The World Cup comes along once in a blue moon- actually a blue moon is happens more regularly (once every 2.7 years according to trustworthy internet sources, and far more regularly at my house thanks to my wife)- and captivates the entire world. This is its greatness, and its tragedy.
Think about that for a minute- a sporting event that generally yalla shoot occurs in one time zone, but is important enough to 32 different nations to cause businesses to shut down, and people to commune, watch, celebrate, cry and everything in between in nearly every time zone across the globe. Every nation with representation going into group play, technically, has a >3% chance of achieving a victory that would likely mean more to that country than any other attainable feat. It creates a sense of community, unity and synergy that is unlike any other event, Olympics included.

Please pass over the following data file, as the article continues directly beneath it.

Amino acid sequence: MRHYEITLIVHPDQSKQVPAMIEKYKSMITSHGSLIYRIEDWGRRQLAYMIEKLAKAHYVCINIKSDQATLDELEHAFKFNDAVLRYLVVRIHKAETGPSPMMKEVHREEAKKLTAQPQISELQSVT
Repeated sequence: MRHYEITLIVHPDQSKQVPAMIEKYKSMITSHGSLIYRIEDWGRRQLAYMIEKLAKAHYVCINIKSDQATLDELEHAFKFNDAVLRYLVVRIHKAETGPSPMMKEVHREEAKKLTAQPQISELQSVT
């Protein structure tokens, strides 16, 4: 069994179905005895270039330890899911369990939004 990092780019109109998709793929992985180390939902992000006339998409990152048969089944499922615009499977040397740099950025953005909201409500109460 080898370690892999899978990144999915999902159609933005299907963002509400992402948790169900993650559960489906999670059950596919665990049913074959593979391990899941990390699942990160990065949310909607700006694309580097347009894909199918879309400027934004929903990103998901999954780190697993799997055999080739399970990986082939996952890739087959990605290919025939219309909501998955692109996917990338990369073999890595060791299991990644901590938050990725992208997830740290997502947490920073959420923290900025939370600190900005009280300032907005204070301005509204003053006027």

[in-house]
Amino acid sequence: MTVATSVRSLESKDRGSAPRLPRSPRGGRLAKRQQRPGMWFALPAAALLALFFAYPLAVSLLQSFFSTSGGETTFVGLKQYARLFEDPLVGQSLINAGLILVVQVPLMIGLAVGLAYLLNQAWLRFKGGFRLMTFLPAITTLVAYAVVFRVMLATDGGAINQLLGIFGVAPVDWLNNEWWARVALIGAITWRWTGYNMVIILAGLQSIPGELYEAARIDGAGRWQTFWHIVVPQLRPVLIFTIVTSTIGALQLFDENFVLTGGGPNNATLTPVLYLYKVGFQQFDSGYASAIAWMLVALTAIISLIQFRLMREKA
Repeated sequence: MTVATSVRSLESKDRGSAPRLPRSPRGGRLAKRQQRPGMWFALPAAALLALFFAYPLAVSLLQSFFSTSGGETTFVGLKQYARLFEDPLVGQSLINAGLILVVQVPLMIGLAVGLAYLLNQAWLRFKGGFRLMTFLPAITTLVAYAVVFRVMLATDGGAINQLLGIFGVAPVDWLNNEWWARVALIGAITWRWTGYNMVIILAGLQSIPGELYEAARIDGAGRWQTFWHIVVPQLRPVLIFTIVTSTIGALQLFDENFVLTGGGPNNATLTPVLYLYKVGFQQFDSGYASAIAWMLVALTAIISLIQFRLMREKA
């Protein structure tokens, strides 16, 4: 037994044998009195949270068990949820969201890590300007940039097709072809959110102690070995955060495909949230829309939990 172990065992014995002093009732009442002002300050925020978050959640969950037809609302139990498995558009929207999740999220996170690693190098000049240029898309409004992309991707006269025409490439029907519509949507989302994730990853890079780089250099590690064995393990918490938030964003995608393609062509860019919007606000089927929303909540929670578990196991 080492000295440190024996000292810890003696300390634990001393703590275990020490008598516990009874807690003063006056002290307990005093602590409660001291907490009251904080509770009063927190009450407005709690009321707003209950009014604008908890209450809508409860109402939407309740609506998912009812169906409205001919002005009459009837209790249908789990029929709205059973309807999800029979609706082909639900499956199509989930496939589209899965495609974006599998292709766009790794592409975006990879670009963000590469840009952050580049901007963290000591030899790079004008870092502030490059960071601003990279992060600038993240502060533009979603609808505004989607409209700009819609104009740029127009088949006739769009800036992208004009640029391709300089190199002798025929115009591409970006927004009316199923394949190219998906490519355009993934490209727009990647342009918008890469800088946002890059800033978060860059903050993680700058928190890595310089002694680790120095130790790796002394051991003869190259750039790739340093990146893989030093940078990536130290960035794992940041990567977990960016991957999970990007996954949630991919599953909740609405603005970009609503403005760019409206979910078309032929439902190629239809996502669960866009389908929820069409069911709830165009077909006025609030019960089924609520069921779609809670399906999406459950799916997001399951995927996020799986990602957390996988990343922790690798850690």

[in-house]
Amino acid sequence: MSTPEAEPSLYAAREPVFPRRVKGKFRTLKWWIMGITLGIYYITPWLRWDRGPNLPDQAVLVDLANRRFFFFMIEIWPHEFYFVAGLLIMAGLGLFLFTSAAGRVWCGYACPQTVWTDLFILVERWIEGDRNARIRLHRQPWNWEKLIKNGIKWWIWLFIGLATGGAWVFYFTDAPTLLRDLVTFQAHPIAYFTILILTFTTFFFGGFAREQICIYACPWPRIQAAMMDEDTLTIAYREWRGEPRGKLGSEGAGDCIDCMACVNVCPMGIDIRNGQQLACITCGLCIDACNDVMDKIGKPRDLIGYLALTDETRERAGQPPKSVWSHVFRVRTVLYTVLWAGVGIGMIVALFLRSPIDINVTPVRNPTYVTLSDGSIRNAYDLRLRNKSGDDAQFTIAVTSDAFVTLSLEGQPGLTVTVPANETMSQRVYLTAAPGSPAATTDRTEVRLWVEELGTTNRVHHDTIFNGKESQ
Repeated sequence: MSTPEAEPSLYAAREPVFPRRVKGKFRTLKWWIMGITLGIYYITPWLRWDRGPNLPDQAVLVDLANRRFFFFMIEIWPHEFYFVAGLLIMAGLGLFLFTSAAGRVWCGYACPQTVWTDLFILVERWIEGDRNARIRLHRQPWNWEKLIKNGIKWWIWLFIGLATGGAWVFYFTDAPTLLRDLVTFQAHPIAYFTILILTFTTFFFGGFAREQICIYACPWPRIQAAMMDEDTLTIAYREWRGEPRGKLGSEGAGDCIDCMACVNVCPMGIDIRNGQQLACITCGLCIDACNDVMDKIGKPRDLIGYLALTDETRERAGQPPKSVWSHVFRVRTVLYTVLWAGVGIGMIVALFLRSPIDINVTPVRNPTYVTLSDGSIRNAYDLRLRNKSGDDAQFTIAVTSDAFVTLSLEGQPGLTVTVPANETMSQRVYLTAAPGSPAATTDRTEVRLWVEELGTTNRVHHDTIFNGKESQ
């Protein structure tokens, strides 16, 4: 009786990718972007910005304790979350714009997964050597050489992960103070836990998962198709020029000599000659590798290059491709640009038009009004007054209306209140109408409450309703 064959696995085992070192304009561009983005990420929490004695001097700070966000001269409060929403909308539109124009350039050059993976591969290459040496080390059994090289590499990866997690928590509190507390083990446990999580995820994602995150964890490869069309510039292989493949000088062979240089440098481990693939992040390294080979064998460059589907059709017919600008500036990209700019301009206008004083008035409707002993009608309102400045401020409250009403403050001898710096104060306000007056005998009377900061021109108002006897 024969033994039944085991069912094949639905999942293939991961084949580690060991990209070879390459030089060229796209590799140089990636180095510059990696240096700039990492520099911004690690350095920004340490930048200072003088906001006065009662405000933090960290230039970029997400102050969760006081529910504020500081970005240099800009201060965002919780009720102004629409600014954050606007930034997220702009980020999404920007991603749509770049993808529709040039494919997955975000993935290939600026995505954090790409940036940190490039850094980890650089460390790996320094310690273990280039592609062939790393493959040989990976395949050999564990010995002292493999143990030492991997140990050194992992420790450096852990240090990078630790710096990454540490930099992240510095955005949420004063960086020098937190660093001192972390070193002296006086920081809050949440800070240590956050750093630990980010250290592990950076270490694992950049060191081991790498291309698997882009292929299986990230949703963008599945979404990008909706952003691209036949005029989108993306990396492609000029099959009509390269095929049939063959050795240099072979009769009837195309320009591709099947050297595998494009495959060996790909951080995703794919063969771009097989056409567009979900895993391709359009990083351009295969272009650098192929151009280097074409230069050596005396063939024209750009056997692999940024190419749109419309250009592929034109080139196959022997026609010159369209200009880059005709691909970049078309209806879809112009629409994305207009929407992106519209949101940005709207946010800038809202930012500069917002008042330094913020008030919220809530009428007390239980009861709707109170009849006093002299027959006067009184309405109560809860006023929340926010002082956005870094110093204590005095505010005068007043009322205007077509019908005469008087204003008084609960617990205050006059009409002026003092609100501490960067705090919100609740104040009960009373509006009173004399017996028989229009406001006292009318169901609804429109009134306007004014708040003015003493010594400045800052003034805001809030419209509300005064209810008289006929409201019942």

Unlike the Olympics
Unlike the Olympics, the world actually pays attention to Soccer during the 47 months that span the time between events (Sorry curling, I still love you-just once every 4 years is all... ). Premier League viewership in the US- a country seen globally as a barbaric, football-loving, futbol-hating country- is at an all time high. With the addition of Premier League games to premiere cable networks, and the steady growth of the MLS, top notch soccer has never been more accessible. But I would argue that there is more to it than that...